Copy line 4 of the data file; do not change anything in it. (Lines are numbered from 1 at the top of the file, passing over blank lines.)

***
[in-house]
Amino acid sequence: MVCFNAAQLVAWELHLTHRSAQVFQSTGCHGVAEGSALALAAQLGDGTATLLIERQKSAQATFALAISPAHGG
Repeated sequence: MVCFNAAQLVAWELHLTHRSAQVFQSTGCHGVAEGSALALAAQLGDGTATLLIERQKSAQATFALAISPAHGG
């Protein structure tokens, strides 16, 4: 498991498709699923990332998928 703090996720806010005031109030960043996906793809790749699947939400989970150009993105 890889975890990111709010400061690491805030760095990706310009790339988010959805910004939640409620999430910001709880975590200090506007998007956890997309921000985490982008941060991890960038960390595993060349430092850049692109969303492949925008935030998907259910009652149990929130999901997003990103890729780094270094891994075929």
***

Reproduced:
């Protein structure tokens, strides 16, 4: 498991498709699923990332998928 703090996720806010005031109030960043996906793809790749699947939400989970150009993105 890889975890990111709010400061690491805030760095990706310009790339988010959805910004939640409620999430910001709880975590200090506007998007956890997309921000985490982008941060991890960038960390595993060349430092850049692109969303492949925008935030998907259910009652149990929130999901997003990103890729780094270094891994075929």